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I have a big fasta.dataset file containing half a million proteins (1.0 GB). I have four lines for each protein code:

  • line 1:the protein code
  • line 2: protein length in amino acids
  • line 3: amino acid sequence
  • line 4: secondary structure

Now, I am trying to open and read it in python (Biopython), and it does not work:

filename = 'pdb.fasta_qual.dataset'
sequences = SeqIO.parse ( filename,'fasta')
for record in sequences:
    example = record
    break
print(example)

How can I read it in python and loop through the file to look at line 3 for each protein to count the sequence length and distribution?

here is the first 5 lines of my file: which my file contains 500,000 proteins for each one has a 4 lines (name ,len of protein in amino acid,the seq represents by letters which what I would to calculate,the secondary structure)

4LGTD
247
M       S       E       K       L       Q       K       V       L       A       R       A       G       H       G      T
.       .       E       E       H       H       H       H       H       H       H       T       T       S       S       .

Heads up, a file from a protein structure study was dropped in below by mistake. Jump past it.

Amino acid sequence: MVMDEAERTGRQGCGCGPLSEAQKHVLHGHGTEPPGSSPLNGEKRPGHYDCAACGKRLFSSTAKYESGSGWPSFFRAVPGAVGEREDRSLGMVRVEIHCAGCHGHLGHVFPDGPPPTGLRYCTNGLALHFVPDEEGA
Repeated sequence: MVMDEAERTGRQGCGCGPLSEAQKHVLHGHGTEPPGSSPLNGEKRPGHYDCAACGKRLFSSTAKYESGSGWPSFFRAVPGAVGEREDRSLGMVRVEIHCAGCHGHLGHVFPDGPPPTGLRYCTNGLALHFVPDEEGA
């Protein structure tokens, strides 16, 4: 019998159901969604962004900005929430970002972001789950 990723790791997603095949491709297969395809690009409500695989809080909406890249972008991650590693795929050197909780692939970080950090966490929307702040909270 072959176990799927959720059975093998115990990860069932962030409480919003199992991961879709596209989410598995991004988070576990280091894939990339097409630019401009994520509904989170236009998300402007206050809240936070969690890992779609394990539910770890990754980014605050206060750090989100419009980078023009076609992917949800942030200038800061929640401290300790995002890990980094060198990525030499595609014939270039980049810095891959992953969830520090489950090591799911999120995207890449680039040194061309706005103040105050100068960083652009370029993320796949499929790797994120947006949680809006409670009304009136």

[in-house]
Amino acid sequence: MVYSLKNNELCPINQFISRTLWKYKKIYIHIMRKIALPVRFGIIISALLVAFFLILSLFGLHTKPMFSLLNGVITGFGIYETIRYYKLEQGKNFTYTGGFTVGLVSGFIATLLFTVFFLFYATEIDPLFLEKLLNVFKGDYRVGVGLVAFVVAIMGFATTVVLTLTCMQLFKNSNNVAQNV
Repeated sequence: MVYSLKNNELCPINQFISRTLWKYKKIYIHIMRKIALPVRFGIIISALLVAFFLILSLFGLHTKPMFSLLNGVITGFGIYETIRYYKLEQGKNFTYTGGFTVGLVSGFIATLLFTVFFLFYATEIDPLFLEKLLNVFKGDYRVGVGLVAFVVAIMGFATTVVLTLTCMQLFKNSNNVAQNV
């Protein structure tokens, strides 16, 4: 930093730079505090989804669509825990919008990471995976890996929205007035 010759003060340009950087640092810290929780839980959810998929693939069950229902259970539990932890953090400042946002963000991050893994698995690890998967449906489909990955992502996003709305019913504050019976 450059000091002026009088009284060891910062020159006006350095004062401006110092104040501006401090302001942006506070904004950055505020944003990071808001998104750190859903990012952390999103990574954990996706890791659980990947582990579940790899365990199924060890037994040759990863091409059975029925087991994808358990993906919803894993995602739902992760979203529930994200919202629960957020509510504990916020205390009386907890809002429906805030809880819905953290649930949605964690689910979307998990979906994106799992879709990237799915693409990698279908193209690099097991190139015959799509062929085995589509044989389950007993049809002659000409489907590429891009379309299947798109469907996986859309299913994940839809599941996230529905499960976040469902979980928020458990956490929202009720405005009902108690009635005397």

I want to open and read the file and loop through line 3 for each protein to calculate the length of the sequences and plot a histogram ! to check the distribution. ,,,

The output i am expecting is :

The len for the first seq is =

The len for the second seq is =

Until

the len of the last sequence which is number (500.000)=

And then i can plot a histogram for the len of the sequences ,,,

NOTE: I have opened and read the file's info by Linux, but I could not by python.

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    $\begingroup$ Hi and welcome to the site! We need more detail to be able to help you, so please edit your question and i) add a few lines of your fasta.dataset file; maybe 3-4 protein entries so we can see what we are working with since what you describe is not fasta; ii) show us the exact output you would want to see from that example input; iii) show us the code you wrote so we don't need to start from 0; iv) explain exactly how it "did not work"; v) tell us what operating system you are working with. Note that since this is not fasta, I doubt there is any reason to use biopython. $\endgroup$
    – terdon
    Feb 7, 2023 at 13:57
  • $\begingroup$ Oh, and please use the formatting tools to format your input and output examples and the code you show as code (the {} button). $\endgroup$
    – terdon
    Feb 7, 2023 at 14:01
  • $\begingroup$ Thanks for the edit, but please don't post images of text: we can't use those to test our solutions. We need a few lines of your actual file and the output you want to see from those lines. Both as text so we can copy/paste them. $\endgroup$